Coleman tries to do too much, and as a result, accomplishes too little. He begins well with the communication difficulties between the early Euro-Americans and the indigenous people with whom they encountered. As conflict arose, verbal communication was more like that of animals, with shrieking and hollering. But, then the book drifts into ethology, paleontology, and genetics among others without yielding any new or pertinent information. In fact, he ventures out on very thin limbs with some of his destinations such as his suggestion that at times two different species mate and hit the procreational jackpot. Perhaps on the subspecies level yes, but not on the species level as chromosome number and gene sequences must align.
Coleman's Vicious, with a publication date of 2004, predates the killing by wolves of Kenton Carnegie, and Candace Bernier. Some slack may be given him in respect to those two individuals when he writes that in that there are no credible sources in regard to wolves killing people in North America. However, as a historian, why did he not at least refute some of the "non-credible sources?
Coleman spends a great deal of time on the Mormons, and how they were persecuted. In a sense, this is a metaphorical story within a story to man's viciousness and his persecution of wolves. Ironically, the Mormons themselves grew quite proficient at killing wolves.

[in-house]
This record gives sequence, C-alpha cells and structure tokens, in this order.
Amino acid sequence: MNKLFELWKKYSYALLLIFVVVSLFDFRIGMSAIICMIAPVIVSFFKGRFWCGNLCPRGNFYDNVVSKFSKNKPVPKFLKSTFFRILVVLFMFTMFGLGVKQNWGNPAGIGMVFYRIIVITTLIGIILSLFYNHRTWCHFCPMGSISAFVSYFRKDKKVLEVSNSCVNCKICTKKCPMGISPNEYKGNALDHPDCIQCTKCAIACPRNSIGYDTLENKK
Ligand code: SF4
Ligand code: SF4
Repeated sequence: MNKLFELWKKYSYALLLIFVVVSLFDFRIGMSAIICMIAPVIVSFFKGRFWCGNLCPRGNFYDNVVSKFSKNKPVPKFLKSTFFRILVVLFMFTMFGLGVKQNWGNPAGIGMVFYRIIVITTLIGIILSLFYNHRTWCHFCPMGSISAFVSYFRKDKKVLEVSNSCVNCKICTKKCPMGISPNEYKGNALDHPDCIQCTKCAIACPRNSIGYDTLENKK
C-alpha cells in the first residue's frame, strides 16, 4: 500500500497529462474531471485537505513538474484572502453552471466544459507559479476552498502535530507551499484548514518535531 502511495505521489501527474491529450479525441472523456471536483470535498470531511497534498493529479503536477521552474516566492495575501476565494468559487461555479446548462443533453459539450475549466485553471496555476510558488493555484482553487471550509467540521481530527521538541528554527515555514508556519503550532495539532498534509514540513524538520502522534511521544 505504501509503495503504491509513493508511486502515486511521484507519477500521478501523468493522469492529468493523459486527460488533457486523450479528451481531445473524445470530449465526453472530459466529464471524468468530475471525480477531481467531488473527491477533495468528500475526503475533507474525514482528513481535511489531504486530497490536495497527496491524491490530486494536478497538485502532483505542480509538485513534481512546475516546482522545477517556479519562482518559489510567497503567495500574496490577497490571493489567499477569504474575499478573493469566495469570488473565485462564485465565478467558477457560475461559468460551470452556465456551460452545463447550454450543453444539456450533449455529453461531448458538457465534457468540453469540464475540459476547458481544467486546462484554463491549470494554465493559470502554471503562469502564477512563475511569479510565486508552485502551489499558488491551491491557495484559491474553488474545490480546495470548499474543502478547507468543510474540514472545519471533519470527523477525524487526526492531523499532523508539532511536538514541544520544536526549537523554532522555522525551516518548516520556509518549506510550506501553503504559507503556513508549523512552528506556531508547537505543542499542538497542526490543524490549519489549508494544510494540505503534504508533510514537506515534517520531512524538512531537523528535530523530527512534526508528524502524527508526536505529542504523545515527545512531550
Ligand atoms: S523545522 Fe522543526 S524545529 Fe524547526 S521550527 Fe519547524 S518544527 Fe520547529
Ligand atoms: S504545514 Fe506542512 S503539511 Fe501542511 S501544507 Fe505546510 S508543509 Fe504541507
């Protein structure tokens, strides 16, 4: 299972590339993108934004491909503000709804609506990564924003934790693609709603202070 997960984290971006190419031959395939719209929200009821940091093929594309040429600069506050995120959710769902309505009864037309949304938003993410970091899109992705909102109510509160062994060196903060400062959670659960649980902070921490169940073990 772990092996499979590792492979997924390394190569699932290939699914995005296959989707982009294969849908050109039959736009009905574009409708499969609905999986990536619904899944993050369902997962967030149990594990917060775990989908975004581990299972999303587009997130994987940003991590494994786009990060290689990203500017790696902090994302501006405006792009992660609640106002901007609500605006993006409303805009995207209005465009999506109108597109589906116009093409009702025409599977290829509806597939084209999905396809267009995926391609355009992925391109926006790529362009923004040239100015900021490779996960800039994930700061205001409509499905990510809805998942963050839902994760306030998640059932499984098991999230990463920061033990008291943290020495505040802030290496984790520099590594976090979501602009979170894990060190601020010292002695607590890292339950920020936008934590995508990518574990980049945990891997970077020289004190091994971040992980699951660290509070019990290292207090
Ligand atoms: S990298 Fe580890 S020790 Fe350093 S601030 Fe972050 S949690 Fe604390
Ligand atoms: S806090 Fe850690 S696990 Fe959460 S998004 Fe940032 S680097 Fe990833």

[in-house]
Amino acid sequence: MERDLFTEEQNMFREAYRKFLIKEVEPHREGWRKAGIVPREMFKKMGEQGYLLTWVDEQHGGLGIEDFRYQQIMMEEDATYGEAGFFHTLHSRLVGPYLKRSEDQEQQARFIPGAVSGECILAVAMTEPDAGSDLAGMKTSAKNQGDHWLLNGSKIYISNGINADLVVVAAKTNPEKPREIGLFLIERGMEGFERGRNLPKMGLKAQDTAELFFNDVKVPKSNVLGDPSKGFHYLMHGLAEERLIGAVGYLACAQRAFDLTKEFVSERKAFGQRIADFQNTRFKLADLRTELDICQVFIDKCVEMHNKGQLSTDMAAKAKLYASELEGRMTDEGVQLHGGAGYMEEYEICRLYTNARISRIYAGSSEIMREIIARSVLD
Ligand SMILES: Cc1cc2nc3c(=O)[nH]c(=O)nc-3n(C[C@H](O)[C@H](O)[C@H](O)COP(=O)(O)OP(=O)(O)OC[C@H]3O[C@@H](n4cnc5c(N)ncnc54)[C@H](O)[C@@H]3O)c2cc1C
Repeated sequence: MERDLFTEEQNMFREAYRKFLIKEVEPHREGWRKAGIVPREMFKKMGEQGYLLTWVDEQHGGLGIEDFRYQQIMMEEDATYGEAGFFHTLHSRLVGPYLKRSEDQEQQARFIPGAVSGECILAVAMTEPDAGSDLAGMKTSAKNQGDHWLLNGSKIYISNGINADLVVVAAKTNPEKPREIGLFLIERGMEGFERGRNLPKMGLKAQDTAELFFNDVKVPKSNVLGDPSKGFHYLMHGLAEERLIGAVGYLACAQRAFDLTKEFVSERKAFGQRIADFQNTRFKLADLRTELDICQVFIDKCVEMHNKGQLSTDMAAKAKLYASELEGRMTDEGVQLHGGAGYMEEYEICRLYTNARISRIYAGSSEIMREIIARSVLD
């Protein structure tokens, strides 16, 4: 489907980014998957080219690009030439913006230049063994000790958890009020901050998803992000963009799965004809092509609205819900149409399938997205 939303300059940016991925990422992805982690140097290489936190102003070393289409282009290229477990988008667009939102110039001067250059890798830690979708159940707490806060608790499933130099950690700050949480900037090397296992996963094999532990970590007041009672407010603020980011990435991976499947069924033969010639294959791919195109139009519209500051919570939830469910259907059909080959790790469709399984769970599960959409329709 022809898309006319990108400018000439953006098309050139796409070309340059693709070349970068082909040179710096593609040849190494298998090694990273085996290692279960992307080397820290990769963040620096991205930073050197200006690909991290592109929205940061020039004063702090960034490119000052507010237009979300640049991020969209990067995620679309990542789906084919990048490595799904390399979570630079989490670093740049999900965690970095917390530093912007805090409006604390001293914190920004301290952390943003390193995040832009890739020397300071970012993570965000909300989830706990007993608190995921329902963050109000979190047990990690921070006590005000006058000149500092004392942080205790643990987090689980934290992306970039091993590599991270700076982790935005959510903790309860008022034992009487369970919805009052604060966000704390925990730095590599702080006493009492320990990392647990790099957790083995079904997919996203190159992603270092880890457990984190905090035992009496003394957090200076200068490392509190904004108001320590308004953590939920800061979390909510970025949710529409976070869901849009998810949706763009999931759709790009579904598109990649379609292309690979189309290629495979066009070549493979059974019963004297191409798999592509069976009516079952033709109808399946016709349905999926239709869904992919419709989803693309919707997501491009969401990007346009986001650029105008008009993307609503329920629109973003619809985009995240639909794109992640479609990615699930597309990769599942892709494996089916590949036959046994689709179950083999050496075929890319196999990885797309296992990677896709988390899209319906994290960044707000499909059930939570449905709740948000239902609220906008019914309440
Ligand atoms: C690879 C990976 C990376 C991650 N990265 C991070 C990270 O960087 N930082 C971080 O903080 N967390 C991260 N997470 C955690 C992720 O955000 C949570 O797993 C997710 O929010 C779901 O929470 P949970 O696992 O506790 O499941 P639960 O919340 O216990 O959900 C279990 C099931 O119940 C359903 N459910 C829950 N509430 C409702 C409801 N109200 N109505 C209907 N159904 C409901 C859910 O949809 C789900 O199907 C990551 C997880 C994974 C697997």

Jon Coleman's Vicious is a flawed book. The material has been covered before, in both greater detail and organization. I found some of his deductions about wolf behavior questionable. And a mistake he made in regard to the color of the Yellowstone wolf killed by McKittrick as being black, rather than the predominately silver color of that wolf, calls into question, as simple as this fact is (or insignificant) were other mistakes made in Coleman's Vicious? As so much extermination history about wolves, and mankind's creative ways for inflicting suffering has been published over the years, why not try a different tact. Whether one decides to accept the hunting and trapping of wolves as a game animal, or not, is beside the point. Man's creativity for viciousness toward all species is with us still, and Coleman's Vicious fails to expose new ground.
Particularly interesting are the passages on the Mormons and their eradication of the wolves of Utah, which I think backfired in an interesting way, the very tall tales associated with wolves, the turning point toward environmentalism brought about Leopold, and the governmental eradication program in effect until 1950. It's quite interesting to see how the government "propaganda program" drove the eradication effort.
The author makes an interesting remark that there is no record in North America that wolves have ever killed a human. It's probably true, but worth looking into. I've heard this remark before. Perhaps a little Google work, or maybe something is in his bibliography.
There was an interesting section on communications between the Algonquin indians and Europeans settlers that hinged on interaction with wolves, dogs, and other animals. I recently had seen the movie "New World", 2005/6 release, which depicted this communication in a similar way. Perhaps the author had some influence.